Dateline: 28 October 2009
The first official stop on the tour of Scotland was the ancient city of Edinburgh. Edinburgh Castle dominates the skyline. We were amazed at just how dominating that is. Castle Rock, an extinct volcano, has been the site of human settlement since pre-history and provides the most amazing natural defenses. However, during Robert the Bruce’s time, a group of Scots scaled Castle rock and took the fort by force from the English. The Castle was been a pawn (or a Rook, I guess) in the ongoing power struggles between the English and Scots until the Union of the Crowns in 1603. I took tons of pictures (shocking, I know!), but don’t think I captured the sheer magnitude of height and forbidding nature of Castle Rock.
Walking through the Castle gates was overwhelming. I’ve always loved history (thanks Dad!), but visiting the places where events that changed the course of history is indescribable. A couple of years ago I read English History for Dummies, and, to be honest, I can’t really remember much from it. I thought it was just my memory, but having been to the places and read the signs/listened to the audio tour (Erin Travel Tip: totally worth the small extra cost!) it has come alive in my mind! I could tell you all about who sat on the throne of England from Henry VII to James I and then all about the Jacobite revolts and Bonnie Prince Charlie. And wouldn’t that just be fascinating – listening to a Canadian maths teacher waffle on about British history! Currently there’s a show on BBC on Scottish history. It’s so much fun to watch (beyond the eye candy of an attractive, intelligent man with a Scottish burr) because I’ve been to many of the places that are shown. One of Piers’s favourite hobbies is to say “you’ve been there” while watching British TV. And it’s a totally cool feeling. Perhaps, even indescribable!
Yup, that’s Piers with the backpack. He’s so sweet; he won’t let me carry anything unless there is absolutely no possible way for him to carry one more thing! He lugged that backpack, filled with my large bottle of water, heavy guide books, camera gear, and any other ‘essential items’ all day with nary a complaint.
The castle courtyard is really uneven as it follows the shape
of the volcanic rock. You keep spiraling upward, closer and closer to the center of the castle. Again Piers was kept busy on ‘clumsy Erin watch’ and didn’t let me trip over my own feet or any other unexpected obstacle!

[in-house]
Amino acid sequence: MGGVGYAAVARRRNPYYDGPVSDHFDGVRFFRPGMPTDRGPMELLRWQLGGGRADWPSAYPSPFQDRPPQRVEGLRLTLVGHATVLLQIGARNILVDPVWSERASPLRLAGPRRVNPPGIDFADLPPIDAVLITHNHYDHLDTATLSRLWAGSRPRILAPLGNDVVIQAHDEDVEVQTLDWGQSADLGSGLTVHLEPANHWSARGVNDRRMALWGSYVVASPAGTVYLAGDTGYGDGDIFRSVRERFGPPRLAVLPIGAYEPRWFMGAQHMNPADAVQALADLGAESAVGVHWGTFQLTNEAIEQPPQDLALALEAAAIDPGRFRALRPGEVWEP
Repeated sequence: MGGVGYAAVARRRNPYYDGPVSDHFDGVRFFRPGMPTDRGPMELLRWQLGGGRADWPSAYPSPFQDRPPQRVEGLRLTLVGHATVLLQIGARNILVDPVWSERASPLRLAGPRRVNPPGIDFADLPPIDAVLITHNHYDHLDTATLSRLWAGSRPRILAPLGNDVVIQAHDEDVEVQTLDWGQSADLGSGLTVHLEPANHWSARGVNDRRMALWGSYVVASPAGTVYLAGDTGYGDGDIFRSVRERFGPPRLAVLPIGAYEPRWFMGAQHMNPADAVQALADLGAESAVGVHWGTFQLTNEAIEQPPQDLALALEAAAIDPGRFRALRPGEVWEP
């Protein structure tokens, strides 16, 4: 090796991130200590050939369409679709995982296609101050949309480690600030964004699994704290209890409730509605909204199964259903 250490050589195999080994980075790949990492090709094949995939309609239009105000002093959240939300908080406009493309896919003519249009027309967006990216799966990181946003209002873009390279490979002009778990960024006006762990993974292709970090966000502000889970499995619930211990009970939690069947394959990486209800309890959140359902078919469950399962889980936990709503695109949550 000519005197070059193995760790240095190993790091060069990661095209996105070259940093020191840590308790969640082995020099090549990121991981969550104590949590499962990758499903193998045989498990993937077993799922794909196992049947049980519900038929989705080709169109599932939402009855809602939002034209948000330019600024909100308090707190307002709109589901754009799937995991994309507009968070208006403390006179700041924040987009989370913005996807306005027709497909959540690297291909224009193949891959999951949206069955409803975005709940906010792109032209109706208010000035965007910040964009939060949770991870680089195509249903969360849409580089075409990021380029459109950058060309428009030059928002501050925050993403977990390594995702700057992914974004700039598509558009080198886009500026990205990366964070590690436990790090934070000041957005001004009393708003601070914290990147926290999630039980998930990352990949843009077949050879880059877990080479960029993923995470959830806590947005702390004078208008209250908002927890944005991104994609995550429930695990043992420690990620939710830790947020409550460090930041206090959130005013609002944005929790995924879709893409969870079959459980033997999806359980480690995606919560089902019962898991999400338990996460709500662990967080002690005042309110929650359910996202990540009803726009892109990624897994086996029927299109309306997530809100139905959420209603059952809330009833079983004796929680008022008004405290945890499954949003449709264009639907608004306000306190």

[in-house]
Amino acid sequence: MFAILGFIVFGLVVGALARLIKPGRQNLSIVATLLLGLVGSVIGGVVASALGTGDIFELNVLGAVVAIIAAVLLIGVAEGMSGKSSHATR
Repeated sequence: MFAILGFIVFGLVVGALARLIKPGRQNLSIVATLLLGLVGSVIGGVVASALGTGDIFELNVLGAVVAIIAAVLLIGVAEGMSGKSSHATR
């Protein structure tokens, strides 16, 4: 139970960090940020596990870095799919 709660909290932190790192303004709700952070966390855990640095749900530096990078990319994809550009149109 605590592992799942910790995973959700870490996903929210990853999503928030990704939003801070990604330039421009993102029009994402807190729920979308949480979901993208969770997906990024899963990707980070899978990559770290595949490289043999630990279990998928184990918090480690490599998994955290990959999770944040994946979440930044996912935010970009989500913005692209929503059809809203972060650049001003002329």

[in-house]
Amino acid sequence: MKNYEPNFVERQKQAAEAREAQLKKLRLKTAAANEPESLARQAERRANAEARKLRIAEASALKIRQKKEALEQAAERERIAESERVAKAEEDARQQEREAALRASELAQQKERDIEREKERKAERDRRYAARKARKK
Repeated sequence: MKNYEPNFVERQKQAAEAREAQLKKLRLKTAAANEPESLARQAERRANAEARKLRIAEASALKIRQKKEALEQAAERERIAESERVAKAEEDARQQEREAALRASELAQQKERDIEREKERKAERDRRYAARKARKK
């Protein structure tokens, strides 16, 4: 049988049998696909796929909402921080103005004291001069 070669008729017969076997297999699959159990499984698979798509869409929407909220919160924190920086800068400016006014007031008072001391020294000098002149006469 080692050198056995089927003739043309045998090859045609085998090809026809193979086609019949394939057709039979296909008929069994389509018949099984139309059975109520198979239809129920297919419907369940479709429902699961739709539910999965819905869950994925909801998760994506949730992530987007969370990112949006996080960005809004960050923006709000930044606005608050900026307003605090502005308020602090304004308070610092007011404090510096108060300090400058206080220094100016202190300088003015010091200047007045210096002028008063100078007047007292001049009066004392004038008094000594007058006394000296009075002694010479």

Once inside the gates, you have an inspiring view of the city. Hard to believe, but the area between the castle and the Firth of Forth was once dotted with villages. Oh, how I’d like to be able to step back in time to see that! For those of you who, like me, have no idea what a firth is:
courtesy of wikipedia.
I suppose one of the most interesting aspects for me of traveling in Great Britain, is the juxtaposition of old and new. Perhaps I should say the juxtaposition of old, older, and even older beside new. I find it jarring. I haven’t become accustom to it (and hope I never do, sightseeing would lose some of it’s magic) and marvel at it every time I see it. I keep wondering how impressive Edinburgh Castle must have been to early medieval envoys and I suppose the medieval population in general.
This is the oldest surviving building in Edinburgh. It was thought that it was were St. Margaret, who was considered a “just ruler” and influenced her husband and children to be just and holy rulers, worshipped. Turns out it was likely built by her son, King David (not that one!) sometime in the early 12th century. It’s an example of Romanesque architecture (which came just before Gothic) and is only 3m wide inside. Cool, eh?
The most moving part of the whole experience was the War Memorial. The building was fashioned out of what was once an army barracks (until 1914 the castle had been the main barracks for the Infantry garrison of Edinburgh and soldiers had lived there and guarded its walls for many centuries). The official Edinburgh Castle website says:
The exterior emphasises the nobility of those who fell, with statues representing Courage, Peace, Justice and Mercy. At the centre, a figure rising from a phoenix symbolises the survival of the Spirit.
Inside, the atmosphere invokes a deadly quietness and you move around as silently as possible, overcome with the magnitude of loss. Loss of life, limbs, dreams, hopes, innocence. There are numerous large volumes, The Rolls, that contain the names of every Scottish man and woman who has died in service to their country since 1914. There are over 100,000 names from WWI, another 50,000 from WWII, and sadly more are being added still due to the war in Afghanistan (the Brits have pulled out of Iraq).